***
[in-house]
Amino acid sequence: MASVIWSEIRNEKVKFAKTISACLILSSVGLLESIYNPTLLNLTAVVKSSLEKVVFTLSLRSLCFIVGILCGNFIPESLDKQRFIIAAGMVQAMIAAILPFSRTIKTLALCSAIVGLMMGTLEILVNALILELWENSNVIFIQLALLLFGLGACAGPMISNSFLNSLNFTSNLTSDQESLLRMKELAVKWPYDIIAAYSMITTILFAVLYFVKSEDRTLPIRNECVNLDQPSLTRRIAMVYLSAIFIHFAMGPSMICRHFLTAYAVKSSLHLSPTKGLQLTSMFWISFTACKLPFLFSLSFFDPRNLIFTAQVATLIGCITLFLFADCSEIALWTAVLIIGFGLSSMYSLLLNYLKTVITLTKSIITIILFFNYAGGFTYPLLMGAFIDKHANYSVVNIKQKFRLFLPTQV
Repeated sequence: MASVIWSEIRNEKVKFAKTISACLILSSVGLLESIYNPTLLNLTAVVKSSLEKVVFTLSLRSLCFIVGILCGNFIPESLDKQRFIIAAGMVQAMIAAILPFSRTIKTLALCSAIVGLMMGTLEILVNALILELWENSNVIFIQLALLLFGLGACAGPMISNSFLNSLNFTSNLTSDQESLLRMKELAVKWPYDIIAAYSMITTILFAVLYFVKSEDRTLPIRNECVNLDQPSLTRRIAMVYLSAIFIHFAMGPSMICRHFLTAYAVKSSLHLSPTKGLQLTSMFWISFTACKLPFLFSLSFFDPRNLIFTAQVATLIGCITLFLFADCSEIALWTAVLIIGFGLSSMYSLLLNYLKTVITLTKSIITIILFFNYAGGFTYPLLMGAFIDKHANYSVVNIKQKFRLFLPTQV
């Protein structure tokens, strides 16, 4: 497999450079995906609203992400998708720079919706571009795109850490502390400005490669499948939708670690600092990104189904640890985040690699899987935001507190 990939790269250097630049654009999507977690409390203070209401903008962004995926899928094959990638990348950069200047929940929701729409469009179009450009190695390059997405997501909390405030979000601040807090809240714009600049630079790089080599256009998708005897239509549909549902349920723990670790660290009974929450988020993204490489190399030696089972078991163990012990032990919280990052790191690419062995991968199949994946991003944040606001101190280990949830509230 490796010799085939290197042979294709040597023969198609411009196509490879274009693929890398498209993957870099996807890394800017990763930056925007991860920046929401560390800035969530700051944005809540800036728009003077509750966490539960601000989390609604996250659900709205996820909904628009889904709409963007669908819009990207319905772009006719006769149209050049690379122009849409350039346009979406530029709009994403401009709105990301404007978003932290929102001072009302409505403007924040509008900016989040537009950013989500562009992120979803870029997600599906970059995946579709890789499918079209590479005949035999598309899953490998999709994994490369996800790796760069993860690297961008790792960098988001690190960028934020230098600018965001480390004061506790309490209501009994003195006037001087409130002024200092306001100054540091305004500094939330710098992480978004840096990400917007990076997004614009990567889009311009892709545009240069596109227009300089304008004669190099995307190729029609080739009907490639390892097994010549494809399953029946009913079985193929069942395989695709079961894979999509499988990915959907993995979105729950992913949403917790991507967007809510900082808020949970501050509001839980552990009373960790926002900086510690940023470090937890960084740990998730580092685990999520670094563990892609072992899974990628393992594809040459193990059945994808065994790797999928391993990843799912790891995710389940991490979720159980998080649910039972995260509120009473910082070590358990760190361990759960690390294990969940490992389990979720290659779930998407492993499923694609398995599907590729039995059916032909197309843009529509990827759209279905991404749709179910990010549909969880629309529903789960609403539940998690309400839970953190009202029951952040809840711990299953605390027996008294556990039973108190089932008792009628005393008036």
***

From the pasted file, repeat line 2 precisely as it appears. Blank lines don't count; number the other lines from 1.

Amino acid sequence: MASVIWSEIRNEKVKFAKTISACLILSSVGLLESIYNPTLLNLTAVVKSSLEKVVFTLSLRSLCFIVGILCGNFIPESLDKQRFIIAAGMVQAMIAAILPFSRTIKTLALCSAIVGLMMGTLEILVNALILELWENSNVIFIQLALLLFGLGACAGPMISNSFLNSLNFTSNLTSDQESLLRMKELAVKWPYDIIAAYSMITTILFAVLYFVKSEDRTLPIRNECVNLDQPSLTRRIAMVYLSAIFIHFAMGPSMICRHFLTAYAVKSSLHLSPTKGLQLTSMFWISFTACKLPFLFSLSFFDPRNLIFTAQVATLIGCITLFLFADCSEIALWTAVLIIGFGLSSMYSLLLNYLKTVITLTKSIITIILFFNYAGGFTYPLLMGAFIDKHANYSVVNIKQKFRLFLPTQV